Two months ago, Raquel Eatmon, at CBS 11 News in Fort Worth reported, "According to the Texas Education Agency over the last five years autism has nearly doubled from 8,972 to 17,282. Some researchers insist the numbers are higher."

In New Jersey they spent $3 billion on special education last year. New Jersey also reported a 30-fold increase in autism since 1991, with 7,400 students now diagnosed as autistic.

The Concord Monitor in New Hampshire reported this week that the number of autistic students had tripled since 2001. School board president David Immen said that the increase in students with autism "is not a bubble passing through; it's a wave that's coming."

Salem Statesman Journal in Oregon reported that there are now 700 students in the Salem-Keizer school district who are autistic.

The Grand Rapids Press announced this past week that the number of students with autism has increased 200 percent since 1999 in Holland MI. The school board is seeking a $1.3 million increase over the current tax levy for special education.

In the Oakland Press in MI, Tom Brown, executive director of an autism support center, and a psychologist said, "Largely, the parents of children with autism forced the issue of getting the government involved in trying to get more funding for research."

He called autism, "a medical crisis," and said, "Twenty-five years ago, the incidence of autism was 1 in 10,000."

Remember polio? At the height of the polio epidemic in the 1950s, the disease affected one in 3,000 Americans. Polio was a health care emergency. A massive effort was made to address it. Not so with autism. Amazingly, the CDC isn't sounding an alarm over the autism numbers.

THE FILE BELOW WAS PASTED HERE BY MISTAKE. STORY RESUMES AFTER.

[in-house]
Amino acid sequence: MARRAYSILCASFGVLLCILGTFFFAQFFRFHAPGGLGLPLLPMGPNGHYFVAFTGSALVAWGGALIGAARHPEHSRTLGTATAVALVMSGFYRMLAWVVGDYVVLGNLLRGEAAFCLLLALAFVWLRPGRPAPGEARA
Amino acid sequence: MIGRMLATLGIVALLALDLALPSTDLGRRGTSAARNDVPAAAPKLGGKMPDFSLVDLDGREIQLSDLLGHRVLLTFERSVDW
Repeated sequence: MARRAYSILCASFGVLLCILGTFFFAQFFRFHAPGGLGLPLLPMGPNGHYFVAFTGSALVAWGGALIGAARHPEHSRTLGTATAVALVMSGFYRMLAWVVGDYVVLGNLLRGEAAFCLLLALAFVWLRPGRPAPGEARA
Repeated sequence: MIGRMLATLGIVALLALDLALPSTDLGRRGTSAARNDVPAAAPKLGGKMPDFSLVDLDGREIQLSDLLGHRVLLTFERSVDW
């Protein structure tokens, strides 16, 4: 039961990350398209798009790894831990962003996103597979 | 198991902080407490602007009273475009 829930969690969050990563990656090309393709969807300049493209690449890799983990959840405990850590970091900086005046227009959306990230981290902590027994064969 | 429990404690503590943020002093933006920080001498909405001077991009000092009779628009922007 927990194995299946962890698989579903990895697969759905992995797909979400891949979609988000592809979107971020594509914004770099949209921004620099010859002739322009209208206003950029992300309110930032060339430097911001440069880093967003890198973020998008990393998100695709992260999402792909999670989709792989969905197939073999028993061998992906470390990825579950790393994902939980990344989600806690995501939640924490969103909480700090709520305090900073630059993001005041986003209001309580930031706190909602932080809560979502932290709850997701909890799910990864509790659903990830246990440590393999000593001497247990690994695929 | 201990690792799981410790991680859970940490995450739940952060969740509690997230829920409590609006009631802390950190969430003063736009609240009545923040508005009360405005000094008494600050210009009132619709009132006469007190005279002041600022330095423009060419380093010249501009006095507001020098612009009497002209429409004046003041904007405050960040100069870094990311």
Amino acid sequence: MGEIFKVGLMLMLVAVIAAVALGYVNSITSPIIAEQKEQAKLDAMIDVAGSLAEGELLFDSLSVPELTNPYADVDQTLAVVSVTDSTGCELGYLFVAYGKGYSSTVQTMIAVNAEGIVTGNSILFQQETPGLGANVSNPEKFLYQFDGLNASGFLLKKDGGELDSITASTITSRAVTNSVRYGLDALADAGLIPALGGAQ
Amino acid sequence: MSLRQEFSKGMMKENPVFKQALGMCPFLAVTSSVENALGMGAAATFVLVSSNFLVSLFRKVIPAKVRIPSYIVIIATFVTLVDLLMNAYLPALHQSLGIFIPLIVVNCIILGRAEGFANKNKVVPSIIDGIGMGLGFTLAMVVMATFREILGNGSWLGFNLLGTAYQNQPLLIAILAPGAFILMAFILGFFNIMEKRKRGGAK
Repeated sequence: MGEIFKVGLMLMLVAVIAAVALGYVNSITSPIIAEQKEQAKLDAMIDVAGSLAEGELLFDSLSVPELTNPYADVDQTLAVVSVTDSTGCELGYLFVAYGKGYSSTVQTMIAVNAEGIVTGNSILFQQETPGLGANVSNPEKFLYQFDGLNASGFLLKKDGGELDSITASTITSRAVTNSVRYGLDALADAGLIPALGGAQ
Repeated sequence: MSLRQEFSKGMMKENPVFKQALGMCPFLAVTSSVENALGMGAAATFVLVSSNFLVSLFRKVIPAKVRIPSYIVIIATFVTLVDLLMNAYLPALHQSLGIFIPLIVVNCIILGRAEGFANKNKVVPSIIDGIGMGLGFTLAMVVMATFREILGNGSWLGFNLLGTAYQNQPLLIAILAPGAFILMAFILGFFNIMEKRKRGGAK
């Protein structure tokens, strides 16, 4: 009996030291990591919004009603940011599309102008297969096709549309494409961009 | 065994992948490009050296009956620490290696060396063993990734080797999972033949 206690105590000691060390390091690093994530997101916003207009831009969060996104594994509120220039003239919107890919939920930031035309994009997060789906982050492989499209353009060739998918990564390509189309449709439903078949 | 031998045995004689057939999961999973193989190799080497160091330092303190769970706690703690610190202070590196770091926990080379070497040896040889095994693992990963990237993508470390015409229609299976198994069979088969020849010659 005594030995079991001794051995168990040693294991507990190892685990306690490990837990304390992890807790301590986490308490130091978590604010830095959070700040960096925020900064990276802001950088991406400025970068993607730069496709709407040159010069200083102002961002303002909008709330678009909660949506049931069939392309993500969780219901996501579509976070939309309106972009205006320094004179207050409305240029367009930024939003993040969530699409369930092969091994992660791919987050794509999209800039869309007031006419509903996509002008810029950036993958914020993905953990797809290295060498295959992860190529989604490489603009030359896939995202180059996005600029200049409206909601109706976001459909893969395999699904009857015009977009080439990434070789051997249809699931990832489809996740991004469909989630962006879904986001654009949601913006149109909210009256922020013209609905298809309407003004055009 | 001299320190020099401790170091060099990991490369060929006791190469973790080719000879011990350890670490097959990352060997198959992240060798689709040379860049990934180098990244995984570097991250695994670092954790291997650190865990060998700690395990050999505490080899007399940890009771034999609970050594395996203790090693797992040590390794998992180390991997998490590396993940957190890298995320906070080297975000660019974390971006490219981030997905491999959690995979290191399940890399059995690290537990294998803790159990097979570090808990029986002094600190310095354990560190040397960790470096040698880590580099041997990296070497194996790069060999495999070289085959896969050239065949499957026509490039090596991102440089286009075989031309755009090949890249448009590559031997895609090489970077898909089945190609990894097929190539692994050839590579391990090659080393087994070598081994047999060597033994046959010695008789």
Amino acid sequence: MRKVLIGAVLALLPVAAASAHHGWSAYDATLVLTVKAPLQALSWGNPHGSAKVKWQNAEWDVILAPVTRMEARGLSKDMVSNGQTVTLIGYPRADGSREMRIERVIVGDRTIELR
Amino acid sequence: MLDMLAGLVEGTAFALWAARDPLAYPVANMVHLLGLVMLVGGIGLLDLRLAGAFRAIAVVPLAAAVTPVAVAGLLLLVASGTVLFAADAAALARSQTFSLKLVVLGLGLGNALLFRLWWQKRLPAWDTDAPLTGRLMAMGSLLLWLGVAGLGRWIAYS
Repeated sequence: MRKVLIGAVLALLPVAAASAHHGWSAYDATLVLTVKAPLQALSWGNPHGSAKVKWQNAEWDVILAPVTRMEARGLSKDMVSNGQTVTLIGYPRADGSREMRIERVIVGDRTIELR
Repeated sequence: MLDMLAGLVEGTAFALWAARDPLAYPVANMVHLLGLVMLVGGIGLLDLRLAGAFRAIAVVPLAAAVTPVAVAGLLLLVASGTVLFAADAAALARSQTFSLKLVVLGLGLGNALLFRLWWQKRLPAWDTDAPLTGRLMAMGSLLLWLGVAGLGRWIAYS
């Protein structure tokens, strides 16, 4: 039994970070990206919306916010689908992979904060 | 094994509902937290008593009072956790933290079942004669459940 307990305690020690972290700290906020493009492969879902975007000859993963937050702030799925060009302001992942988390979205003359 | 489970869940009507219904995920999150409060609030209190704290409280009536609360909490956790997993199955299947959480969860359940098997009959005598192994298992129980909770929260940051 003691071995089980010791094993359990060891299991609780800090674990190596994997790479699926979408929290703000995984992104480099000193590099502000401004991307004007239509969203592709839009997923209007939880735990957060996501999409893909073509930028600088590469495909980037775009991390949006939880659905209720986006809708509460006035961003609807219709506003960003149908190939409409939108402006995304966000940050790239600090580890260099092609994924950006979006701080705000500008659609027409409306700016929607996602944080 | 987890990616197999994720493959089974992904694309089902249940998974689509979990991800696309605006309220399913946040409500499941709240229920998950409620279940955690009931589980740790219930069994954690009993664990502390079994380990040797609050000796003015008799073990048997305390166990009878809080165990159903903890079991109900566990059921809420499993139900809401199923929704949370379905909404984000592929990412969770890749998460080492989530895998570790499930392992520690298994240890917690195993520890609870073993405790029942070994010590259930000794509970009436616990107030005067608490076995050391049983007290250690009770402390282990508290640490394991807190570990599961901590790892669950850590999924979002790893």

Members of the press never ask officials whom they're always quoting to prove that autism hasn't increased. All we seem to hear about are autistic kids. Where are all the autistic adults who were missed in the past--in the days before all the better diagnosing?

Show us the autistic kids from the 1980's who are now the autistic adults in their twenties and thirties at the same rate as children with autism today. Where are the forty, fifty, and sixty year olds with autism at a rate of one in every 150?

What are they doing?

Lots and lots of parents desperate about the future for their autistic children would like to know. News sources never give us the proof and neither does the CDC.

Regardless of the hoopla over the new CDC autism rate being presented in the press, it changes nothing. While news coverage makes this seem like officials are addressing autism, it doesn't impress parents.

The 2007 CDC Autism Study does nothing to help our kids. In the long run, worthless efforts like this will destroy the credibility of this agency because they simply can't explain the numbers.

Dr. Kenneth Stoller of Santa Fe, NM, a pediatrician who treats mercury toxic children and uses hyperbaric oxygen therapy summed up the reality of the autism crisis:

Despite all the official denials.....there is just one little problem.....the autistic kids keep on coming, and coming and coming. They will bankrupt school systems, public services, and social services.